Budapest, December 10 (MTI) – Hungary’s education policy will remain open despite the migrant crisis and “we continue to welcome international students”, Prime Minister Viktor Orban said on Thursday, adding the government will expand the Stipendium Hungaricum scholarship scheme.

Orban told a reception for Stipendium Hungaricum recipients that they have all arrived in Hungary in a regulated way, they abide by the country’s laws and relations are based on mutual respect.

Addressing students from Muslim countries, he said Hungarian politics are based on Christian roots and the teachings of Christianity prohibit an anti-Muslim stance. “We reject any politics of that kind.”

He said the Stipendium Hungaricum scholarship scheme will be expanded to include 80 countries instead of the current 45, and the government has already made available the required resources to the ministry.

Hungary represents a tough and resolute position in the migrant issue, rejecting uncontrolled and unregulated inflow but while this stance will be maintained, international students will continue to be welcomed, he said.

“They will be safe here and under our protection and according to the rules of our hospitability,” Orban said.

It is a long-standing tradition, going back to communist times, that Hungary offers study opportunities to international students, he said.

“Hungarian-Chinese links for instance have always been good and excellent links have developed with numerous Arab countries in education, a heritage worth nurturing,” Orban said. Hungary will continue the policy of opening to the East, he added.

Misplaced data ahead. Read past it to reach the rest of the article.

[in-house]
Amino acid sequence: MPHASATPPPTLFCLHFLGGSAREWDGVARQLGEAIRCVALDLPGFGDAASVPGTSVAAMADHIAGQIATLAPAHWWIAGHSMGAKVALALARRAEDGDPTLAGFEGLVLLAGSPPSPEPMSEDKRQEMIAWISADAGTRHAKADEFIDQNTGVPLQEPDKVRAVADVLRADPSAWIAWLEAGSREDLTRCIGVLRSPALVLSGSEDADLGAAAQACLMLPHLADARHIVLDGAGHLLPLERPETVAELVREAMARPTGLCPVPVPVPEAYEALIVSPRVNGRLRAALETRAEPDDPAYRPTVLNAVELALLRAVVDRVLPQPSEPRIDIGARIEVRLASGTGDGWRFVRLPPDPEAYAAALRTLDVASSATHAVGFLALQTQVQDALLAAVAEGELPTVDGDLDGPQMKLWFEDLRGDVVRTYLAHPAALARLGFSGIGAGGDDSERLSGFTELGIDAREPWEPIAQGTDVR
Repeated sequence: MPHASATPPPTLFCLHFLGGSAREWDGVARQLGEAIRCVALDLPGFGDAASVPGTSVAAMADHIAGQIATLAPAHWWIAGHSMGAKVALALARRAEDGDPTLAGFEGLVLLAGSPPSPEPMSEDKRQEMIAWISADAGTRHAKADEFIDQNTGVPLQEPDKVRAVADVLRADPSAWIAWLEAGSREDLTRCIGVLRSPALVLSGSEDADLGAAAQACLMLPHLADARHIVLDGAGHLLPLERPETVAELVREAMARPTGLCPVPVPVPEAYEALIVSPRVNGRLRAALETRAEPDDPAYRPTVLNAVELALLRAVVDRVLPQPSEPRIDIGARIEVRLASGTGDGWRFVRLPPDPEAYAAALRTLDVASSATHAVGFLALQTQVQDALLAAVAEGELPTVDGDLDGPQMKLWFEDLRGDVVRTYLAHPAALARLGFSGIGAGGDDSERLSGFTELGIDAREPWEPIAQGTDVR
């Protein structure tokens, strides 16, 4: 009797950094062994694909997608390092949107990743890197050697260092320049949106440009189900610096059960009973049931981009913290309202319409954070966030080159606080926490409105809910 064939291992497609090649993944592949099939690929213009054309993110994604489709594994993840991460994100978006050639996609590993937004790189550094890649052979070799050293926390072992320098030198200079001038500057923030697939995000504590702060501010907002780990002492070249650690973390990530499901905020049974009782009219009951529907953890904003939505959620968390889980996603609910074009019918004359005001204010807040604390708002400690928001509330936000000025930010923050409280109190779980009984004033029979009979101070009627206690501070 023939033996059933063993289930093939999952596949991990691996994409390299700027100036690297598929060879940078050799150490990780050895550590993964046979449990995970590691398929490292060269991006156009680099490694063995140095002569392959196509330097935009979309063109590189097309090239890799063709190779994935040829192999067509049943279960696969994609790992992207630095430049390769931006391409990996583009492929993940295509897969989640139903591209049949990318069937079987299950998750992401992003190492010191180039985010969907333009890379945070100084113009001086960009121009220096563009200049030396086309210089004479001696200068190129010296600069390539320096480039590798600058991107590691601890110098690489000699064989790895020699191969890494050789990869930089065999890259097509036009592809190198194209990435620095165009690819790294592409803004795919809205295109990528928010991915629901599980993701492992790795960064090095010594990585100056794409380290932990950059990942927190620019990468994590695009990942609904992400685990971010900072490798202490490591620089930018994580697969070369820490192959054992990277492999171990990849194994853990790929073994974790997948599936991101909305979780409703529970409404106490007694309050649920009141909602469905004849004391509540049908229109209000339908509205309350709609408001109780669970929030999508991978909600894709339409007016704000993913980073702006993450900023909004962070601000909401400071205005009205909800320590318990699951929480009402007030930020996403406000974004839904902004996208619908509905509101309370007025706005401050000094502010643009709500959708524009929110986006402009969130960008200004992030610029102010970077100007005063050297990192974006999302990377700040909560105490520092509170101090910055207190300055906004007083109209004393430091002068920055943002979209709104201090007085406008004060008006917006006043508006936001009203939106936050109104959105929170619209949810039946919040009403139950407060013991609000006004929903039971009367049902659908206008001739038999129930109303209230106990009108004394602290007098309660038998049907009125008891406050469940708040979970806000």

The meeting for Stipendium Hungaricum participants was held at the Italian Cultural Institute. Orban said he wanted to start a tradition of organsing such meetings attended by politicians.

Human Resources Minister Zoltan Balog said that since the Hungarian government launched the Stipendium Hungaricum scholarship scheme as part of the policy of opening to the East in 2013, a total of 1,653 international students have participated.

State secretary for higher education Laszlo Palkovics told MTI that the scheme financed by the government currently represents around 4 billion forints (EUR 12.6m) extra income for universities, which will be increased to 9 billion forints next year and 17 billion forints in 2017.


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